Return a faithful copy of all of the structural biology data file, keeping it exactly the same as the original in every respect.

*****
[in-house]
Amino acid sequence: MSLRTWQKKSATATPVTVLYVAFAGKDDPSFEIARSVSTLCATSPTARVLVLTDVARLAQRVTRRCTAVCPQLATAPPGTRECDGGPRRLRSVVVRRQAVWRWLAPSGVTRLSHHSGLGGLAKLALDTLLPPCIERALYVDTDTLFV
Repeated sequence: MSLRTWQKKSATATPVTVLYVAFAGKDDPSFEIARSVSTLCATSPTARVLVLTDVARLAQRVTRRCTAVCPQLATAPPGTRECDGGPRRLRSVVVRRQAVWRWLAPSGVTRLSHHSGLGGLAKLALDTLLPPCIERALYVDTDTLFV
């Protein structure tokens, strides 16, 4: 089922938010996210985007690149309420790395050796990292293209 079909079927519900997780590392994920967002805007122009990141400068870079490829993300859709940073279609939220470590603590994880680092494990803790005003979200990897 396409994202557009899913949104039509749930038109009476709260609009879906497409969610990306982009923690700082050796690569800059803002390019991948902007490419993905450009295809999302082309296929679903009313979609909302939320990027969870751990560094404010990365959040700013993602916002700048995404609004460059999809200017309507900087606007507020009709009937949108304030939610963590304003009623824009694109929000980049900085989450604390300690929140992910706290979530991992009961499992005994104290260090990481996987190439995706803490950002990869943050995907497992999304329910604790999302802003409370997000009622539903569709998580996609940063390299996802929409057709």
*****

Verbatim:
[in-house]
Amino acid sequence: MSLRTWQKKSATATPVTVLYVAFAGKDDPSFEIARSVSTLCATSPTARVLVLTDVARLAQRVTRRCTAVCPQLATAPPGTRECDGGPRRLRSVVVRRQAVWRWLAPSGVTRLSHHSGLGGLAKLALDTLLPPCIERALYVDTDTLFV
Repeated sequence: MSLRTWQKKSATATPVTVLYVAFAGKDDPSFEIARSVSTLCATSPTARVLVLTDVARLAQRVTRRCTAVCPQLATAPPGTRECDGGPRRLRSVVVRRQAVWRWLAPSGVTRLSHHSGLGGLAKLALDTLLPPCIERALYVDTDTLFV
């Protein structure tokens, strides 16, 4: 089922938010996210985007690149309420790395050796990292293209 079909079927519900997780590392994920967002805007122009990141400068870079490829993300859709940073279609939220470590603590994880680092494990803790005003979200990897 396409994202557009899913949104039509749930038109009476709260609009879906497409969610990306982009923690700082050796690569800059803002390019991948902007490419993905450009295809999302082309296929679903009313979609909302939320990027969870751990560094404010990365959040700013993602916002700048995404609004460059999809200017309507900087606007507020009709009937949108304030939610963590304003009623824009694109929000980049900085989450604390300690929140992910706290979530991992009961499992005994104290260090990481996987190439995706803490950002990869943050995907497992999304329910604790999302802003409370997000009622539903569709998580996609940063390299996802929409057709």